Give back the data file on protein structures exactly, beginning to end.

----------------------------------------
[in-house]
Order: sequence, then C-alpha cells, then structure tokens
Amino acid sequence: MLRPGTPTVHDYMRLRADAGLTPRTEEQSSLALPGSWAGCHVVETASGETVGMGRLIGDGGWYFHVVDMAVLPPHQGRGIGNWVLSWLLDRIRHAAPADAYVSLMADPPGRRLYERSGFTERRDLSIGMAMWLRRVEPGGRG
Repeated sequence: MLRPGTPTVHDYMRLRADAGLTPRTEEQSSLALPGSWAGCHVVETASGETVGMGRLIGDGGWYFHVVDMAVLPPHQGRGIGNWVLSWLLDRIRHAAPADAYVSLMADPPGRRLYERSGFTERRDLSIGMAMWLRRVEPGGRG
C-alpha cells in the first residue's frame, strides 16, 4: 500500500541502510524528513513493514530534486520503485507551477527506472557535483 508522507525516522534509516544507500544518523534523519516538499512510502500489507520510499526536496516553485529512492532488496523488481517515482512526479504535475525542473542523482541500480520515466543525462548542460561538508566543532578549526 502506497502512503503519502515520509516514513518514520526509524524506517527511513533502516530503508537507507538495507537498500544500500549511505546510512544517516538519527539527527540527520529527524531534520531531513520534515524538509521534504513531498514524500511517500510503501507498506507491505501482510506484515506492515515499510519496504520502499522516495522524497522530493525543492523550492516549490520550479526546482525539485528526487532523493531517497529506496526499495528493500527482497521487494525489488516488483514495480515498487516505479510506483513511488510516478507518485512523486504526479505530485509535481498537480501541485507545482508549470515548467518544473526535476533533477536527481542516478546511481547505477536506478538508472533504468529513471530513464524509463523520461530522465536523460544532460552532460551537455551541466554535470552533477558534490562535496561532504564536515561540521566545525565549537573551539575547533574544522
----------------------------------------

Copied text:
[in-house]
Order: sequence, then C-alpha cells, then structure tokens
Amino acid sequence: MLRPGTPTVHDYMRLRADAGLTPRTEEQSSLALPGSWAGCHVVETASGETVGMGRLIGDGGWYFHVVDMAVLPPHQGRGIGNWVLSWLLDRIRHAAPADAYVSLMADPPGRRLYERSGFTERRDLSIGMAMWLRRVEPGGRG
Repeated sequence: MLRPGTPTVHDYMRLRADAGLTPRTEEQSSLALPGSWAGCHVVETASGETVGMGRLIGDGGWYFHVVDMAVLPPHQGRGIGNWVLSWLLDRIRHAAPADAYVSLMADPPGRRLYERSGFTERRDLSIGMAMWLRRVEPGGRG
C-alpha cells in the first residue's frame, strides 16, 4: 500500500541502510524528513513493514530534486520503485507551477527506472557535483 508522507525516522534509516544507500544518523534523519516538499512510502500489507520510499526536496516553485529512492532488496523488481517515482512526479504535475525542473542523482541500480520515466543525462548542460561538508566543532578549526 502506497502512503503519502515520509516514513518514520526509524524506517527511513533502516530503508537507507538495507537498500544500500549511505546510512544517516538519527539527527540527520529527524531534520531531513520534515524538509521534504513531498514524500511517500510503501507498506507491505501482510506484515506492515515499510519496504520502499522516495522524497522530493525543492523550492516549490520550479526546482525539485528526487532523493531517497529506496526499495528493500527482497521487494525489488516488483514495480515498487516505479510506483513511488510516478507518485512523486504526479505530485509535481498537480501541485507545482508549470515548467518544473526535476533533477536527481542516478546511481547505477536506478538508472533504468529513471530513464524509463523520461530522465536523460544532460552532460551537455551541466554535470552533477558534490562535496561532504564536515561540521566545525565549537573551539575547533574544522